A photo of a man from the waist up standing with his arms crossed against his chest and smirking. Behind him is a screen that says \"PEGGY RHODS And the Underground RR For Mennonities and Dunkers who refused to fight in the American Civil War\" in black text with a photo of the book cover for \"Peggy's War\" next to it.
Karl Rhodes, author of the novel “Peggy’s War,” is a 1983 graduate of VCU, where he majored in mass communications with a news-editorial concentration. (Thomas Kojcsich, Enterprise Marketing and Communications)

Meet-a-Ram: Alum Karl Rhodes tells the gripping story of a relative’s role in the underground railroad

The former journalist’s novel, 'Peggy’s War,' is a deeply researched account of Peggy Rhodes, who concealed Southerners who refused to fight for the Confederacy in the Civil War.

Share this story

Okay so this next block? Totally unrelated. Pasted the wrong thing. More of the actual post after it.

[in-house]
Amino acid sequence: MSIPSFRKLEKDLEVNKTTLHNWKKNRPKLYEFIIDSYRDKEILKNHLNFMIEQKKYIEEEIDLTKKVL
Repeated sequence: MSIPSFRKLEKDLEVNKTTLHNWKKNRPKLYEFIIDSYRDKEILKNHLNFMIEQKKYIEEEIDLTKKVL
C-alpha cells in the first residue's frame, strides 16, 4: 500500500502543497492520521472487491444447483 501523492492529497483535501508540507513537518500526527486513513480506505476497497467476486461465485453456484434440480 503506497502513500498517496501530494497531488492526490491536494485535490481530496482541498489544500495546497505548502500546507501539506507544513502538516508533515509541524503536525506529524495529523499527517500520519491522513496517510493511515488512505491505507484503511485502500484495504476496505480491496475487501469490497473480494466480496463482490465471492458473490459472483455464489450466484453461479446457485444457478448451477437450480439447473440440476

Karl Rhodes’ first novel, “Peggy’s War,” started as a genealogical project. Rhodes was researching his great-great-grandfather, Henry H. Rhodes, but found almost nothing about him. He tried Henry’s wife, Margaret “Peggy” Rhodes, and discovered her testimony before the Southern Claims Commission about her time managing a depot on the underground railroad in the Shenandoah Valley of Virginia.

“At that point, I knew I had to write ‘Peggy's War,’” Rhodes said. “Her role in the underground railroad had been mentioned in a few history books, but I wanted to flesh out the story with a fact-based novel.”

Rhodes is a 1983 graduate of Virginia Commonwealth University, where he majored in mass communications with a news-editorial concentration (print journalism). Rhodes retired from the Federal Reserve Bank of Richmond, where he was a senior managing editor in the Research Department. Previously, he was director of external communications for Media General and executive editor of Virginia Business magazine.